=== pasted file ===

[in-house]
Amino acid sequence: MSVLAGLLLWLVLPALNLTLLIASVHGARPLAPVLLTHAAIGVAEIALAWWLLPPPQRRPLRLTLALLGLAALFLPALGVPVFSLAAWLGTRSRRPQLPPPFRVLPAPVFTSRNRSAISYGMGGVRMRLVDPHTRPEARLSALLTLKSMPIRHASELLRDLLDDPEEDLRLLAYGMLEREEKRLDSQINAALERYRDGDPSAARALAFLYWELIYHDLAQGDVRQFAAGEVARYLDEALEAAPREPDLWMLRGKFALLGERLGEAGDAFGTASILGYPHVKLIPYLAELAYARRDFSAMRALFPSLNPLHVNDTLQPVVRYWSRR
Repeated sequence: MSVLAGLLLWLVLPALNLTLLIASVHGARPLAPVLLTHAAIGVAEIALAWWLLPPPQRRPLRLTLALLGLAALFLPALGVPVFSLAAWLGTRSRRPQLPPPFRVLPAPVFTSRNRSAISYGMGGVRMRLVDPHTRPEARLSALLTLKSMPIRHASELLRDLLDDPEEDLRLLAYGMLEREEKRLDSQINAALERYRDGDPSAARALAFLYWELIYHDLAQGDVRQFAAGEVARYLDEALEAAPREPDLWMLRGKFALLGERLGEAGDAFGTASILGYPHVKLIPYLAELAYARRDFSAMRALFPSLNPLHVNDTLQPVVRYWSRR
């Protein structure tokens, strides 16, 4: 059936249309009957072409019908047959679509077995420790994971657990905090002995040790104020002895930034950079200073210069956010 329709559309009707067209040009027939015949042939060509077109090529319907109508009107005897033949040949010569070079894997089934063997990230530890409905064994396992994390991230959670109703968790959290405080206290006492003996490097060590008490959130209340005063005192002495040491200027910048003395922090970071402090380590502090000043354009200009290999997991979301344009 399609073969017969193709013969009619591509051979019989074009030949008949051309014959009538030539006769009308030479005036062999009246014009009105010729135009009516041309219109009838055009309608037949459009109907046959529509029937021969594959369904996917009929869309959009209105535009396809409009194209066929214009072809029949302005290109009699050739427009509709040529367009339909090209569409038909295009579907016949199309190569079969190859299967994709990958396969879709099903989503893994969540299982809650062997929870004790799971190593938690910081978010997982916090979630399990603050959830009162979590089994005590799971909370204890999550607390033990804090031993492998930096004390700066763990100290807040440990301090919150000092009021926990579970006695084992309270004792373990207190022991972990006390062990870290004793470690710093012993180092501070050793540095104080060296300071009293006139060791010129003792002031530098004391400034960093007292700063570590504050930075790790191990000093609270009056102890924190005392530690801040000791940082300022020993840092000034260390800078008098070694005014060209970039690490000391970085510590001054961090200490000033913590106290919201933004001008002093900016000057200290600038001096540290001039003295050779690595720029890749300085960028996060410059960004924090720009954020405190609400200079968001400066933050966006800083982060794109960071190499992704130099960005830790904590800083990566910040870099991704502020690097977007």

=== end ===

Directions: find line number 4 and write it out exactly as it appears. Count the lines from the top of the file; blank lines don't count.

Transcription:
């Protein structure tokens, strides 16, 4: 059936249309009957072409019908047959679509077995420790994971657990905090002995040790104020002895930034950079200073210069956010 329709559309009707067209040009027939015949042939060509077109090529319907109508009107005897033949040949010569070079894997089934063997990230530890409905064994396992994390991230959670109703968790959290405080206290006492003996490097060590008490959130209340005063005192002495040491200027910048003395922090970071402090380590502090000043354009200009290999997991979301344009 399609073969017969193709013969009619591509051979019989074009030949008949051309014959009538030539006769009308030479005036062999009246014009009105010729135009009516041309219109009838055009309608037949459009109907046959529509029937021969594959369904996917009929869309959009209105535009396809409009194209066929214009072809029949302005290109009699050739427009509709040529367009339909090209569409038909295009579907016949199309190569079969190859299967994709990958396969879709099903989503893994969540299982809650062997929870004790799971190593938690910081978010997982916090979630399990603050959830009162979590089994005590799971909370204890999550607390033990804090031993492998930096004390700066763990100290807040440990301090919150000092009021926990579970006695084992309270004792373990207190022991972990006390062990870290004793470690710093012993180092501070050793540095104080060296300071009293006139060791010129003792002031530098004391400034960093007292700063570590504050930075790790191990000093609270009056102890924190005392530690801040000791940082300022020993840092000034260390800078008098070694005014060209970039690490000391970085510590001054961090200490000033913590106290919201933004001008002093900016000057200290600038001096540290001039003295050779690595720029890749300085960028996060410059960004924090720009954020405190609400200079968001400066933050966006800083982060794109960071190499992704130099960005830790904590800083990566910040870099991704502020690097977007």